Jul 12, 2022

Prioritizing Caregiver Well-Being: Strategies for Staff Retention

Average staff turnover in assisted living communities is approaching 50% annually, according to the Bureau of Labor Statistics –- and still rising. In addition to the disruption in resident care, the average cost of replacing a lost employee can run as high as 25% of annual compensation.

Not surprisingly, many facilities react to the situation by concentrating on the hiring process. However, in today’s labor market, equal attention should be paid to supporting team well-being as part of an organization’s staff retention strategy.

Preparing for Growing Staffing Challenges

Born between 1946-1964, Baby Boomers are currently between 58 and 76 years of age. Those who are 65 or older will be doubling by 2060 to about 95 million people. Experts project that this will increase the need for additional caregivers by about a million workers over the next five years alone. The labor force is only expected to increase by about 14% during that period, so available workers will continue to be in short supply.

Labor-intensive, low-paying work; irregular hours; low opportunity for advancement; and job burnout fuel staff turnover. As of November 30, 2021, roughly 1,802,000 job openings existed in the U.S. healthcare and social assistance sector, up from 1,234,000 one year earlier on November 30, 2020, according to U.S. Chamber.com. With so much opportunity, it’s very easy for workers to change employers.

Employee Retention Strategies that Prioritize Well-Being

Employee well-being involves more than just providing a pleasant place to work. Employees want to feel safe and secure financially, physically, and emotionally. If you can help them achieve these goals, it stands to reason that they will be less likely to seek other employment. While some of these ideas may seem expensive, they may be much more affordable than reacting to the ongoing labor churn that many care facilities are experiencing.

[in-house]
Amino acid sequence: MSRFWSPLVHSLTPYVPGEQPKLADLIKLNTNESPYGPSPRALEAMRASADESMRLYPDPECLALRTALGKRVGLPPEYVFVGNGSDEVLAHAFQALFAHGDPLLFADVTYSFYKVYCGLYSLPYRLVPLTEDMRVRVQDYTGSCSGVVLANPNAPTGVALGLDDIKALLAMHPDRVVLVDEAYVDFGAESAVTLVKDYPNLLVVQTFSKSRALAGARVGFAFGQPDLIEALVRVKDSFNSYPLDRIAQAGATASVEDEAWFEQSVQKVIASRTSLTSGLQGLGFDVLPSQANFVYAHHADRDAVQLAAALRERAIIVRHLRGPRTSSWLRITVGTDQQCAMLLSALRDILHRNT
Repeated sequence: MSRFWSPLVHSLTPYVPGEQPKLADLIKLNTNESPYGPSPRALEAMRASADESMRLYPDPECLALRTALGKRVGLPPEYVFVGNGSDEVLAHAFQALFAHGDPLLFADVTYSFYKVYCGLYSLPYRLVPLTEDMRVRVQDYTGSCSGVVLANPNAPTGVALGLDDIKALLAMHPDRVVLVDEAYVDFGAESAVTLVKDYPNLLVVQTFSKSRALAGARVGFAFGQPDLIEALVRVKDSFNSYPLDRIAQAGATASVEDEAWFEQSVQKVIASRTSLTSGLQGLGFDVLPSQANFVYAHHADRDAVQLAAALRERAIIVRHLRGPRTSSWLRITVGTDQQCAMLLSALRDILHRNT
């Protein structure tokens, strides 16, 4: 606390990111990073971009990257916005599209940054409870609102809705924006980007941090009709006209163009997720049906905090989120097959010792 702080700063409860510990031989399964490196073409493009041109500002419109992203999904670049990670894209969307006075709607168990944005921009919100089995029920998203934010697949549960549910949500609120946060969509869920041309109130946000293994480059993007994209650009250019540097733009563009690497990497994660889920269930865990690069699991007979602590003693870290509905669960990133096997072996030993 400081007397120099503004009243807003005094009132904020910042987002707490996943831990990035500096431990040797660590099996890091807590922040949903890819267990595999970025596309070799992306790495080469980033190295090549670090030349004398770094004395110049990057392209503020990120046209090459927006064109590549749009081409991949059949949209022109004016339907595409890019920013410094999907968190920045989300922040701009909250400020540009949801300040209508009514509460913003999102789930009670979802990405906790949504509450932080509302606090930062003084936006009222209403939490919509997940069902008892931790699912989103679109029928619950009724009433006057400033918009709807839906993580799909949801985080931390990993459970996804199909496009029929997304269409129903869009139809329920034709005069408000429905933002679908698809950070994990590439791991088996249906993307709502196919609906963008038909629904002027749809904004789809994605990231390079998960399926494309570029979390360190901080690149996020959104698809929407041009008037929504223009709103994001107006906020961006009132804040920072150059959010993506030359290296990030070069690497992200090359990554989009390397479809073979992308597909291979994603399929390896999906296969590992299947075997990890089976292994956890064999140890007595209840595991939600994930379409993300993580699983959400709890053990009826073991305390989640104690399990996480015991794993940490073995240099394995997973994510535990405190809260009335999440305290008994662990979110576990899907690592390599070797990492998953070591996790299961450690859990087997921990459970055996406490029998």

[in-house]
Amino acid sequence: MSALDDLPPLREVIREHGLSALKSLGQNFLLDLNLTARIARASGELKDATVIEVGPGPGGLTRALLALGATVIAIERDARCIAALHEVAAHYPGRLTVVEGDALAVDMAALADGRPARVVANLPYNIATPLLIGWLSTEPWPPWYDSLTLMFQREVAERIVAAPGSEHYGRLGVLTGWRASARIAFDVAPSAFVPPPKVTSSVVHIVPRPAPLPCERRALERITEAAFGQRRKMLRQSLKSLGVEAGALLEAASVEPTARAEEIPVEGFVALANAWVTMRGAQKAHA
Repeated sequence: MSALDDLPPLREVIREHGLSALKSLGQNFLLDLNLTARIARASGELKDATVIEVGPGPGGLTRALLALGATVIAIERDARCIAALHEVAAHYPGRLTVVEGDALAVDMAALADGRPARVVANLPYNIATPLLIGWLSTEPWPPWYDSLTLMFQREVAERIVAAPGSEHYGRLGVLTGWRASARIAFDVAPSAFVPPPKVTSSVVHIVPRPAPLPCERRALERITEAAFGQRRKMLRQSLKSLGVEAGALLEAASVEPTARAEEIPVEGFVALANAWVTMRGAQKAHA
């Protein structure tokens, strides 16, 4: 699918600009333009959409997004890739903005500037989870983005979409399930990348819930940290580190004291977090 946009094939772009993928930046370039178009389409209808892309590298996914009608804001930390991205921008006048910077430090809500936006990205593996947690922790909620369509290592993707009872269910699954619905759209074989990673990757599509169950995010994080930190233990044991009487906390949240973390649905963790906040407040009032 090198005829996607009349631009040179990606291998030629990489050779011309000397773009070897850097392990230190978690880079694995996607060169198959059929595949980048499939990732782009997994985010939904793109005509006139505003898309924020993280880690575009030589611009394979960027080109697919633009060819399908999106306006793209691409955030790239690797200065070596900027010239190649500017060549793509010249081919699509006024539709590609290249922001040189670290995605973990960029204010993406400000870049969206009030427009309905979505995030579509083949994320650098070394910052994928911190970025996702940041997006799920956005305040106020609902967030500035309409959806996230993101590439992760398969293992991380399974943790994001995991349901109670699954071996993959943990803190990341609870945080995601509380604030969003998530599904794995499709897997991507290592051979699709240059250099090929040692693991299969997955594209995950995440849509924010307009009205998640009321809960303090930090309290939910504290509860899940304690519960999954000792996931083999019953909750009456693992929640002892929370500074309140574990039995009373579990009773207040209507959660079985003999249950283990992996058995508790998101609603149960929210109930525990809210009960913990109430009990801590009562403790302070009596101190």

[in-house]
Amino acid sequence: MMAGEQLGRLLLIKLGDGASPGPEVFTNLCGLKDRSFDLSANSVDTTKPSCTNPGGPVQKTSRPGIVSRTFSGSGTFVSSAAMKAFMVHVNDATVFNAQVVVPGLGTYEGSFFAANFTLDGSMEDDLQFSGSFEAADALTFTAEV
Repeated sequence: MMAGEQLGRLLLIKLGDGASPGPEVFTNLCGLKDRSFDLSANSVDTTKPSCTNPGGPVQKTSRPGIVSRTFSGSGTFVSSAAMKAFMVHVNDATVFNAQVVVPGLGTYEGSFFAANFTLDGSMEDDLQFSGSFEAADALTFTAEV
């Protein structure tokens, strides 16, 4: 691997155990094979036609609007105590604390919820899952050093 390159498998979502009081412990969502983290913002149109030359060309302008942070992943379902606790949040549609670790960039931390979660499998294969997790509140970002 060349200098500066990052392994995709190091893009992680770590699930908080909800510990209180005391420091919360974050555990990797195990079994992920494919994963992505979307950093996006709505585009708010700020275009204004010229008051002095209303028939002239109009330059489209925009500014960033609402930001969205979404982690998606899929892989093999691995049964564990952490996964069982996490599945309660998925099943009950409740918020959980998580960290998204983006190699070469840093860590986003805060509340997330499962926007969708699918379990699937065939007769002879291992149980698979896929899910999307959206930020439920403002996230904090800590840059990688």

Tips to Facilitate Financial Health

  • Offer the Best Wages Possible. Notice that we didn’t say “competitive wages.” Most direct-care workers’ pay falls consistently within the bottom 25% of hourly wages and below half of the American national average. Many jobs are also part-time. Paying above the local average will help you stand out from competing employers.
  • Arrange a 401(k) or Similar Retirement Plan. Employer-sponsored retirement plans make it easy for employees to set aside funds, usually tax-free, toward their retirement fund. Employers save by not having to pay FICA matching on the amounts set aside. Many employers match a certain level of the employee’s contribution to encourage participation.
  • Sponsor Personal Finance Classes or Apps. Most non-profit community credit counseling services offer free group classes on such topics as budgeting, handling credit, etc. Private financial planners often do the same. There are also many online apps to help employees take control of their finances.
  • Support Staff Career Paths. Continuously engage staff and reinforce community values through professional development and interaction such as interdisciplinary meetings, team building, and professional growth opportunities (external and in-house). Use recognition programs (cash bonuses and gift cards are always popular) as rewards for those that have gone above and beyond.
  • Plan for the Future Together. Talk about career paths when providing feedback – both through informal chats and one or more annual professional evaluations. It’s an employee retention strategy that costs essentially nothing, and the employee will feel that you value them as a long-term staff member.

Tips to Facilitate Physical Health